“In the beginning, it was very difficult. There was no infrastructure, no cultural spaces, no dance, no platform from which to discuss the issues. There were ten different universities, but no humanities. In DF [Mexico City], everyone thought I was crazy, that we were savages.” Sepúlveda started small. For the first five or six years, he scoured the northern states of Mexico looking for painters and sculptors. At the same time, he began preparing the ground for change in Monterrey. He made a list of two hundred of the most influential people in the city, then went door to door, giving a “continuous lecture” on the advantages of collecting and the importance of art for a city. He had read an article by a German professor about how northern cities are often in the cultural vanguard, and he had an idea that Monterrey could play the same sort of role in Mexico that Barcelona played in Spain and Milan played in Italy. That Sepúlveda succeeded so brilliantly is not simply a testament to his powers of persuasion; it also speaks volumes about the fundamental structure of Monterrey.

For a city of three million people, Monterrey is extraordinarily coherent. Regiomontanos are known throughout Mexico for being hardworking, aggressive, and frugal. (“ Codo,” Mexicans from other parts of the country say whenever a regio is mentioned, tapping the elbow where skin is tightest and bone hardest.) You can ask almost anyone in Monterrey why regios are this way, and they will give the same explanation. They will talk about the influence of the desert and how drought and the scarcity of resources taught them to save and plan. Then they will contrast themselves with the south (meaning Mexico City), and say, “Here in the north, there wasn’t a settled indigenous population to do the work, and with the climate, we couldn’t simply pluck fruit from the trees”—at this point they will invariably make a languid gesture of reaching up behind them to pluck an apple from a tree. Then, finally, though the city is staunchly Catholic, they might mention their Jewish tradition and how Monterrey was founded in 1596 by Sephardic Jews fleeing the “purity of blood” laws of the Spanish Inquisition. The leader of the colony, Don Luis Rodríguez de Carvajal, was burned at the stake with his mother and sisters during the Inquisition of Mexico City. What regios don’t say, however, is that Monterrey is run by a dynasty, nor do they talk about the influence of one family upon their city.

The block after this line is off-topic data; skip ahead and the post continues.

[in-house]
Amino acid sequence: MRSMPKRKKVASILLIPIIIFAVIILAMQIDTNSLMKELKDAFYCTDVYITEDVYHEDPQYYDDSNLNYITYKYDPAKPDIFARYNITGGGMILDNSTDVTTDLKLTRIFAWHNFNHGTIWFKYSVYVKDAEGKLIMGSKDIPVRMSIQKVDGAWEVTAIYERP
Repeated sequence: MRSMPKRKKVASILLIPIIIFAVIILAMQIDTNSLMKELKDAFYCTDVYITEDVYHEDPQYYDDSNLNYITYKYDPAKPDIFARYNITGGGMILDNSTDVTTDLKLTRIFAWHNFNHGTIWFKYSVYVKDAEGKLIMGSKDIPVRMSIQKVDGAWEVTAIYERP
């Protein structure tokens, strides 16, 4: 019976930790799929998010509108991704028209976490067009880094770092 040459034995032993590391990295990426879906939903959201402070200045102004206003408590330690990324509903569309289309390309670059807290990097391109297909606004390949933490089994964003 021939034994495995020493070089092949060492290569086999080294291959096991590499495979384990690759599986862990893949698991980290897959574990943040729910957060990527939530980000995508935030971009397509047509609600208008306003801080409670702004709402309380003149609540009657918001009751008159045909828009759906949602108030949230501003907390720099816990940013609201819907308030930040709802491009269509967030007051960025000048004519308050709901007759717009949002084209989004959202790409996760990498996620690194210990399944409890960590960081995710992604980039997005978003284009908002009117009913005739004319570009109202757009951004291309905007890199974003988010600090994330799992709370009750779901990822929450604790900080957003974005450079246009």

There are several old, powerful families in Monterrey—the Clarionds, Mugüerzas, Lagüeras, Zambranos, Barragáns, and Santoses. But it is the Garza Sada family that has dominated the city for more than a hundred years. In 1881 Isaac Garza and Francisco